Erik Kratz was probably the Yankees’ second-best pitcher Sunday afternoon. Yeah, it was that kind of day.
The Yankees saw their 10-game winning streak snapped emphatically at Fenway Park as they fell to the Red Sox 10-2. In losing, the Yankees missed out on an opportunity to clinch a postseason berth and will await the outcome of the Mariners-Padres game later in the evening; a Seattle loss will punch the Yankees’ ticket for October. If not, there’s always tomorrow as the Yanks begin a four-game road series against the Blue Jays.
Deivi García got the start but struggled mightily, getting tagged for six runs (all earned) in just three innings of work. The rookie right-hander had been looking forward to pitching off the mound that Pedro Martínez, his idol and fellow countryman, once called home, but he struggled commanding his pitches inside the strike zone. Of the eight hits he conceded, four were for extra bases, including two loud homers by Michael Chavis that accounted for five runs. Eight of the batted balls García gave up exceeded 100-mph exit velocity.
Luis Cessa momentarily stanched the bleeding in the fourth and fifth innings, but Jonathan Holder allowed three more runs in his two innings of work, effectively ending any designs the Yanks may have had on a comeback.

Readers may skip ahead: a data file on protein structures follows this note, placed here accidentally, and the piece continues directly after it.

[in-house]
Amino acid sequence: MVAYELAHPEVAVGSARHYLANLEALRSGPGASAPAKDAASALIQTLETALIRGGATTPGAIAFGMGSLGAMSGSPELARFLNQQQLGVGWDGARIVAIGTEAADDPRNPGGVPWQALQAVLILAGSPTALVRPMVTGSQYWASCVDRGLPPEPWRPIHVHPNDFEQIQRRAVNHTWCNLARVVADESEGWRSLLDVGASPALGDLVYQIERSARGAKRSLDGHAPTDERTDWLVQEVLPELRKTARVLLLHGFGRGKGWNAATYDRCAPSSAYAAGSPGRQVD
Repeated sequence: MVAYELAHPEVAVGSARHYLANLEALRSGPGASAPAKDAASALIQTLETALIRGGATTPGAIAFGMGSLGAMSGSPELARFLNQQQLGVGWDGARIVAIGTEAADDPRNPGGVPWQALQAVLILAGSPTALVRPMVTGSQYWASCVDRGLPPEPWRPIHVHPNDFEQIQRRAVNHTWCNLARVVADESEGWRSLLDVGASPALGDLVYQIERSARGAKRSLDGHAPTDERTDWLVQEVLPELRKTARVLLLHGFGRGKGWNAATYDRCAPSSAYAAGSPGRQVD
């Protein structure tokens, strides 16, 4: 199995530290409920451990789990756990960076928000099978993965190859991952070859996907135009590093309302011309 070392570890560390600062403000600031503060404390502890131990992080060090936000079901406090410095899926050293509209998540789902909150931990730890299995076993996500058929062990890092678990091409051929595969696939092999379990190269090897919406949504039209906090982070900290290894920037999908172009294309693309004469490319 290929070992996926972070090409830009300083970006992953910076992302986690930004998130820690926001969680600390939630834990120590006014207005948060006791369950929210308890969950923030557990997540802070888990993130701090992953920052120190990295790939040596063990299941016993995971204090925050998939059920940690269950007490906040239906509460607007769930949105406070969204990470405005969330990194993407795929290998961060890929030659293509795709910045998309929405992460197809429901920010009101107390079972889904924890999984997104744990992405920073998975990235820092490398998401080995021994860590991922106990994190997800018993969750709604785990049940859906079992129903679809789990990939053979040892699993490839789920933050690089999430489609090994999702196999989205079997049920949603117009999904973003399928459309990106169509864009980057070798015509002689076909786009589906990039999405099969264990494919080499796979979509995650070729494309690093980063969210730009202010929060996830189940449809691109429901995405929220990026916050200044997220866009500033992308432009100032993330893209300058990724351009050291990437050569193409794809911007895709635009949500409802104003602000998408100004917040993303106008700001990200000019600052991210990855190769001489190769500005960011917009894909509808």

A dramatic late-inning run didn’t appear to be in the cards anyway. After pounding out 85 runs over the length of their 10-win streak, the Yankees’ bats were held in check by Red Sox rookie Tanner Houck, whose deceptive three-quarters delivery bedeviled New York hitters for six innings. The team didn’t register its first hit until Tyler Wade lashed a double to right-center in Houck’s final inning of work.
Wade scored that inning and Luke Voit added a consolation run in the ninth with his 21st home run of the season.
The game was delayed for several bizarre minutes in the top of the eighth inning after a man in a Red Sox jersey appeared in the center field camera position, shouting and tossing items — a foam football and a blue cap — onto the field. He then began climbing around the cage housing the cameras, which is suspended above the batter’s eye, as stadium security attempted to coax him off the ledge. A police officer arrived, persuaded the man to climb off the camera well and escorted him out of view.
And to cap off the lost day, third catcher Erik Kratz came on to pitch the ninth, escaping humiliation by allowing one measly run off a J.D. Martinez home run over the Green Monster. Like I said, probably the second-best Yankees pitching performance on the day.
The team will have to get back on track quickly, as they face a battle with the Minnesota Twins for the fourth seed in the American League (and home field advantage in the first round). The Yanks’ loss puts them a half-game behind, with the Twins set to take on the Cubs Sunday night.
On to Toronto, er, Buffalo.